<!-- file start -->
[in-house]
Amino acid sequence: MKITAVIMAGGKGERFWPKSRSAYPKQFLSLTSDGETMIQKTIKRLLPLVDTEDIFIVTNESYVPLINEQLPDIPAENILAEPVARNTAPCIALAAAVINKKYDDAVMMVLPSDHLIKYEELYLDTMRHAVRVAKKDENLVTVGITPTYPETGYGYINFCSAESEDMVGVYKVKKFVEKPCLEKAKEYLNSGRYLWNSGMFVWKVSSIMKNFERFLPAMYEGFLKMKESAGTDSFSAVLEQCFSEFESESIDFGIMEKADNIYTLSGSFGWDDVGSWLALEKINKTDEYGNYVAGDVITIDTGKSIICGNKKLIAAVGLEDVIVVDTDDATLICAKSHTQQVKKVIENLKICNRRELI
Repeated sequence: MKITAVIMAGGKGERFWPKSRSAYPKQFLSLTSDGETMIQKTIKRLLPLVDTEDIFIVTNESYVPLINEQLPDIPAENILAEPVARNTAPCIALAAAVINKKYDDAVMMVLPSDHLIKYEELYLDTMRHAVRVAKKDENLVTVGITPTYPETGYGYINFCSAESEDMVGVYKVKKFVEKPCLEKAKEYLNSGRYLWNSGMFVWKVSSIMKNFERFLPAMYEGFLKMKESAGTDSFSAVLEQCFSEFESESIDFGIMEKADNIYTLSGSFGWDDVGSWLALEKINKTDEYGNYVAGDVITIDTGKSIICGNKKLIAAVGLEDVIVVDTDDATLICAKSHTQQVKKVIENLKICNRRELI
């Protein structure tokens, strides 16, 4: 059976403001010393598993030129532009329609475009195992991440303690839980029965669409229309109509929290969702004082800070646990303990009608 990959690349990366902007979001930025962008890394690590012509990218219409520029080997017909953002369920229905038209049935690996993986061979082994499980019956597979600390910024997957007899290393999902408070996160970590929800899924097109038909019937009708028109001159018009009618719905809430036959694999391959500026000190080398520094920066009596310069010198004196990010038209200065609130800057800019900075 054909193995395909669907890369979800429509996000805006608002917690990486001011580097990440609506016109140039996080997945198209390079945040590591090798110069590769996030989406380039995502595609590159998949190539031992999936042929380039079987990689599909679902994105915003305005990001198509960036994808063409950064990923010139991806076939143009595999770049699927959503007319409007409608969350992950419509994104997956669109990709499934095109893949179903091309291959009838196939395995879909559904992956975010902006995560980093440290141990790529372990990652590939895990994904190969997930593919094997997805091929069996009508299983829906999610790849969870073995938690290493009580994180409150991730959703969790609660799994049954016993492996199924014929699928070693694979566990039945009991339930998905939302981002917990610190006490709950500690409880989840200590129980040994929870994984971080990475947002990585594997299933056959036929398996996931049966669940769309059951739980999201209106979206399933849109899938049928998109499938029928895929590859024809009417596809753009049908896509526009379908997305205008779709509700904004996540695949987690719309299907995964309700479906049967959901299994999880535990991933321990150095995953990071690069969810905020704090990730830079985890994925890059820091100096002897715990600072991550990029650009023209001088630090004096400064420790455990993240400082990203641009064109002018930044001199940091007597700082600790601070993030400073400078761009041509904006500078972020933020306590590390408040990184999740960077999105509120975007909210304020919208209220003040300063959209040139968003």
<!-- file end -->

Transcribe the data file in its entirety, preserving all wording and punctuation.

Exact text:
[in-house]
Amino acid sequence: MKITAVIMAGGKGERFWPKSRSAYPKQFLSLTSDGETMIQKTIKRLLPLVDTEDIFIVTNESYVPLINEQLPDIPAENILAEPVARNTAPCIALAAAVINKKYDDAVMMVLPSDHLIKYEELYLDTMRHAVRVAKKDENLVTVGITPTYPETGYGYINFCSAESEDMVGVYKVKKFVEKPCLEKAKEYLNSGRYLWNSGMFVWKVSSIMKNFERFLPAMYEGFLKMKESAGTDSFSAVLEQCFSEFESESIDFGIMEKADNIYTLSGSFGWDDVGSWLALEKINKTDEYGNYVAGDVITIDTGKSIICGNKKLIAAVGLEDVIVVDTDDATLICAKSHTQQVKKVIENLKICNRRELI
Repeated sequence: MKITAVIMAGGKGERFWPKSRSAYPKQFLSLTSDGETMIQKTIKRLLPLVDTEDIFIVTNESYVPLINEQLPDIPAENILAEPVARNTAPCIALAAAVINKKYDDAVMMVLPSDHLIKYEELYLDTMRHAVRVAKKDENLVTVGITPTYPETGYGYINFCSAESEDMVGVYKVKKFVEKPCLEKAKEYLNSGRYLWNSGMFVWKVSSIMKNFERFLPAMYEGFLKMKESAGTDSFSAVLEQCFSEFESESIDFGIMEKADNIYTLSGSFGWDDVGSWLALEKINKTDEYGNYVAGDVITIDTGKSIICGNKKLIAAVGLEDVIVVDTDDATLICAKSHTQQVKKVIENLKICNRRELI
């Protein structure tokens, strides 16, 4: 059976403001010393598993030129532009329609475009195992991440303690839980029965669409229309109509929290969702004082800070646990303990009608 990959690349990366902007979001930025962008890394690590012509990218219409520029080997017909953002369920229905038209049935690996993986061979082994499980019956597979600390910024997957007899290393999902408070996160970590929800899924097109038909019937009708028109001159018009009618719905809430036959694999391959500026000190080398520094920066009596310069010198004196990010038209200065609130800057800019900075 054909193995395909669907890369979800429509996000805006608002917690990486001011580097990440609506016109140039996080997945198209390079945040590591090798110069590769996030989406380039995502595609590159998949190539031992999936042929380039079987990689599909679902994105915003305005990001198509960036994808063409950064990923010139991806076939143009595999770049699927959503007319409007409608969350992950419509994104997956669109990709499934095109893949179903091309291959009838196939395995879909559904992956975010902006995560980093440290141990790529372990990652590939895990994904190969997930593919094997997805091929069996009508299983829906999610790849969870073995938690290493009580994180409150991730959703969790609660799994049954016993492996199924014929699928070693694979566990039945009991339930998905939302981002917990610190006490709950500690409880989840200590129980040994929870994984971080990475947002990585594997299933056959036929398996996931049966669940769309059951739980999201209106979206399933849109899938049928998109499938029928895929590859024809009417596809753009049908896509526009379908997305205008779709509700904004996540695949987690719309299907995964309700479906049967959901299994999880535990991933321990150095995953990071690069969810905020704090990730830079985890994925890059820091100096002897715990600072991550990029650009023209001088630090004096400064420790455990993240400082990203641009064109002018930044001199940091007597700082600790601070993030400073400078761009041509904006500078972020933020306590590390408040990184999740960077999105509120975007909210304020919208209220003040300063959209040139968003």